HIV 101: What is HIV and AIDS?

HIV, or Human Immunodeficiency Virus, is a viral infection which affects the body’s immune system, making it unable to function properly and fight off disease and infection. If you become infected with HIV you might develop AIDS.

AIDS stands for Acquired Immunodeficiency Syndrome. A diagnosis of AIDS is made by a physician using specific clinical or laboratory standards. This can include the development of certain infections and/or cancers. Before the development of certain medications, people with HIV could progress to AIDS in just a few years. With today’s treatment options people with HIV are living much longer - even decades without developing AIDS.

How is HIV transmitted?

HIV can be transmitted through exposure to HIV infected bodily fluids, specifically:

  • Blood
  • Semen
  • Vaginal Secretions
  • Breast Milk

What activities can transmit HIV?

  • Having unprotected sex (oral, vaginal, or anal) with someone who is infected with HIV
  • Sharing needles or syringes (known as “works”) with someone who is infected with HIV. This includes sharing needles to: Inject drugs or vitamins, pierce body parts, and tattoos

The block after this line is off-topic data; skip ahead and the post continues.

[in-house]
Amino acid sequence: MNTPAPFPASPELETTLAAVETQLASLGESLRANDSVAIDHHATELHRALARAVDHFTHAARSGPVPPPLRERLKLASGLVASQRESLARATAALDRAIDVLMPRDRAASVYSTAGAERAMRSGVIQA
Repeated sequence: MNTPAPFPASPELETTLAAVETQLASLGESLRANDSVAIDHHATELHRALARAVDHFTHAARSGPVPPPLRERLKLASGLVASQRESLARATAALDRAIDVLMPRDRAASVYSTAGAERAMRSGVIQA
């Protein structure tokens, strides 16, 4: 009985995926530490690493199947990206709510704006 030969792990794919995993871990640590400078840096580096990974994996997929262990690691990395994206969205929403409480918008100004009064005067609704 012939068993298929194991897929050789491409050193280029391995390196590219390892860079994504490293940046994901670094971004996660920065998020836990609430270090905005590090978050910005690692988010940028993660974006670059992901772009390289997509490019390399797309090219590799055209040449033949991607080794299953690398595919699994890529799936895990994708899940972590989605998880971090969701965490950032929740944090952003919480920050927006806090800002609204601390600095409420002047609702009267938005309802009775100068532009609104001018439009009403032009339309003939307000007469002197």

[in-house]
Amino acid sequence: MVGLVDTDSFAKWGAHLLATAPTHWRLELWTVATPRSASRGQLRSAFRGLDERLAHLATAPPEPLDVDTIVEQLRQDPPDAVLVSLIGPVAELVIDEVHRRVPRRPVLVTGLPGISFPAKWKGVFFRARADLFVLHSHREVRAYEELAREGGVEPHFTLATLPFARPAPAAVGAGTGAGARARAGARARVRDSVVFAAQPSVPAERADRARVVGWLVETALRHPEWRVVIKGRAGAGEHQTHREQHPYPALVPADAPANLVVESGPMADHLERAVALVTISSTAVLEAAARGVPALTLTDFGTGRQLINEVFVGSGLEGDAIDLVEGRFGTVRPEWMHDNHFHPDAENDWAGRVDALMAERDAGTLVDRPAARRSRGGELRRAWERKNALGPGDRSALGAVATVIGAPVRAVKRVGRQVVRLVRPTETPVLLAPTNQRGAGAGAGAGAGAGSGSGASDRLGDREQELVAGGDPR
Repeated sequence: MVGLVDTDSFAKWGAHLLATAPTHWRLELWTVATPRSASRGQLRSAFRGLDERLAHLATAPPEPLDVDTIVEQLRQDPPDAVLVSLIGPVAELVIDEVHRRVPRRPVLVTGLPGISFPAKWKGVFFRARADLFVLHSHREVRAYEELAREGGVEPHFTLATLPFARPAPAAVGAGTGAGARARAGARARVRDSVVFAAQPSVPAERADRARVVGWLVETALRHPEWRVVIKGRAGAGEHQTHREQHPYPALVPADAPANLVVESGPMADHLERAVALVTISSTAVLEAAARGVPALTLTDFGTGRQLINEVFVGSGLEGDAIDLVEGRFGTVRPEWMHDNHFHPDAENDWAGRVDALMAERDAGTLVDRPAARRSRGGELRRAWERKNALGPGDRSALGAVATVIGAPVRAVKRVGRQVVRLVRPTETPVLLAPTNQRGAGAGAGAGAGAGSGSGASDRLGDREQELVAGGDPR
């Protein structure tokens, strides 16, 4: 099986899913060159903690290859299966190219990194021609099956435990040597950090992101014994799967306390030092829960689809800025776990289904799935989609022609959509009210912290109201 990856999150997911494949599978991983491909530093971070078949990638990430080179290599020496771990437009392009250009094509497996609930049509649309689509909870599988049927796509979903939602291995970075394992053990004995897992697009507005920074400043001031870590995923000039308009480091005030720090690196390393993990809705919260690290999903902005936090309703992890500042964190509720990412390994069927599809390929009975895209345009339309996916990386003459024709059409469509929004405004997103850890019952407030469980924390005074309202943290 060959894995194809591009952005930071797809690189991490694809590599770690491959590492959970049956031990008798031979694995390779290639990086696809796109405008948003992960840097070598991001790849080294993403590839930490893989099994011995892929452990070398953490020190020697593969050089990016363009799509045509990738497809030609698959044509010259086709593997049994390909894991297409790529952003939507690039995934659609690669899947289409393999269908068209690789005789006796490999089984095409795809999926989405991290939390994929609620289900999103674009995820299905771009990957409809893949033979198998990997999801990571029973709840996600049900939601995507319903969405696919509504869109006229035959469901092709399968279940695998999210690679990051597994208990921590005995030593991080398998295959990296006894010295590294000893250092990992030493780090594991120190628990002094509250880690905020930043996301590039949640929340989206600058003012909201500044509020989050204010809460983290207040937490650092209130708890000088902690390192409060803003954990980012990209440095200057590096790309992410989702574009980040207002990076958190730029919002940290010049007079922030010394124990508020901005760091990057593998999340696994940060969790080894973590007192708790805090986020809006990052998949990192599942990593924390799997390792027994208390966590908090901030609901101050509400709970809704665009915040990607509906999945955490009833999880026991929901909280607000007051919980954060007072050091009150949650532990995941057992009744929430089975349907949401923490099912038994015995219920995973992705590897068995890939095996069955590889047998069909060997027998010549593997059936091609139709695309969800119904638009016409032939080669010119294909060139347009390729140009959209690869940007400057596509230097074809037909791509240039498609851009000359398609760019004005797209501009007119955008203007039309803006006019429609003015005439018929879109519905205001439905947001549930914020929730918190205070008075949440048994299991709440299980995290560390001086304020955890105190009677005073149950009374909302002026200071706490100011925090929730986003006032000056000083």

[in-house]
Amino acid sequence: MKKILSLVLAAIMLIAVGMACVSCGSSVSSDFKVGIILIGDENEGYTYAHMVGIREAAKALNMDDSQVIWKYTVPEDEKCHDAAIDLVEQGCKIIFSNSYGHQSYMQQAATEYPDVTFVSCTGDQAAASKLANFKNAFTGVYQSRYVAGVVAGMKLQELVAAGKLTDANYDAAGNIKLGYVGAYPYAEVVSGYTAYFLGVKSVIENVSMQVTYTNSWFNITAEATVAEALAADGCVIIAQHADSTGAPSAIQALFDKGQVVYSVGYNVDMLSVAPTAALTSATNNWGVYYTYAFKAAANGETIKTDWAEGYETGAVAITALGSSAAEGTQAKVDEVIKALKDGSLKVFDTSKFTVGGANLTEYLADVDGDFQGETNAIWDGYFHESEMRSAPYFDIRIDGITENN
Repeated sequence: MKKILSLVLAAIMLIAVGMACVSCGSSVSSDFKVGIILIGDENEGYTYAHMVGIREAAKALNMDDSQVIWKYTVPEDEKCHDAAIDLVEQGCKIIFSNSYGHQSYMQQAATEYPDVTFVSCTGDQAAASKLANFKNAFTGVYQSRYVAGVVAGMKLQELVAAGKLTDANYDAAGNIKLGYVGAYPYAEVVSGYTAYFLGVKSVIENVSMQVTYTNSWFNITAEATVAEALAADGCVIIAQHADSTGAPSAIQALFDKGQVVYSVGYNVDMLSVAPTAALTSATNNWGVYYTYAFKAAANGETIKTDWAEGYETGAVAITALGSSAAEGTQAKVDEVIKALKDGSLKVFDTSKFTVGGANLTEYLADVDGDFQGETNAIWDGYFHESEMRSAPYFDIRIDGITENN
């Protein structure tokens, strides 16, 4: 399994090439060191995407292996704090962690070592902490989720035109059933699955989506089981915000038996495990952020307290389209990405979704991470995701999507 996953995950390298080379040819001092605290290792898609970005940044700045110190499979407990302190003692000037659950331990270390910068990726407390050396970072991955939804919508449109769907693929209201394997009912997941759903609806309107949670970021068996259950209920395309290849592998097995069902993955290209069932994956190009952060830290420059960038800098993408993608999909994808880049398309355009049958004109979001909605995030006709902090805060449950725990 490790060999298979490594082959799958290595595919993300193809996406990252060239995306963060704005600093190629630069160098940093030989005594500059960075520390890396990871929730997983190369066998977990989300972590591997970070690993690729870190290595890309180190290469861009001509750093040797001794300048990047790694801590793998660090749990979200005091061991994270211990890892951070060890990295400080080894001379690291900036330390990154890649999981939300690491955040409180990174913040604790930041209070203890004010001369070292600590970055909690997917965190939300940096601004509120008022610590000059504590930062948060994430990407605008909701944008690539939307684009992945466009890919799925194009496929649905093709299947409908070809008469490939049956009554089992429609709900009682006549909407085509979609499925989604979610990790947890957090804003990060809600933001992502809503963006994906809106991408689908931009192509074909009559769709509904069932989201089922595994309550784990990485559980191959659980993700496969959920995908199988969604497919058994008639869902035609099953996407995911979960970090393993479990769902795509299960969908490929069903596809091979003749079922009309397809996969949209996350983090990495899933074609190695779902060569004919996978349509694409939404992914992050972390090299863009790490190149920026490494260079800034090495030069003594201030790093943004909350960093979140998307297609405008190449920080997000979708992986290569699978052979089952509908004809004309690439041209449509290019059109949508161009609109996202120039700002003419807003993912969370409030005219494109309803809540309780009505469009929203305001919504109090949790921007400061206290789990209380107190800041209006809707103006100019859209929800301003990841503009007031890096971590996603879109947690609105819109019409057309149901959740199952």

• A woman with HIV can pass the virus to her child at birth and through breast feeding, although this is rare in the United States.
  • Receiving HIV-infected blood products or a blood transfusion between 1978 and 1985

What are the symptoms of HIV?

The symptoms of HIV vary, depending on the phase of infection.

Primary or Acute infection.  Many people who are infected with HIV do not experience any symptoms for many years.  For those that do, they will most likely occur during the "primary or acute infection"-within six to 12 weeks after infection.  Symptoms may only last a few days and include:

  • Fever
  • Headache
  • Chills
  • Night sweats
  • Lack of energy
  • Rashes

These symptoms are similar to many other viral infections, including the flu so it is impossible to diagnose HIV on symptoms alone.

Early symptomatic HIV infection.  Many people who are infected with HIV do not experience any symptoms until the “early symptomatic HIV infection” which might not present for eight to 10 years after infection. Symptoms of early symptomatic HIV infection include:

  • Fever

  • Fatigue

  • Swollen lymph nodes

  • Diarrhea

  • Weight loss

  • Cough

  • Shortness of breath.

 The only way to determine if you have HIV is to get tested!

What if I test positive for HIV?

Testing positive for HIV can be scary but it is not a death sentence. Although there is no cure for HIV, seeking medical services and support is extremely beneficial in managing HIV. Current treatment options help to control HIV and prevent many opportunistic infections that make HIV-positive individuals sick.

 

 

Key References

http://www.cdc.gov/hiv/resources/factsheets/index.htm

https://www.aids.gov/hiv-aids-basics

http://www.mayoclinic.org/diseases-conditions/hiv-aids/basics/symptoms/con-20013732

http://npin.cdc.gov/ca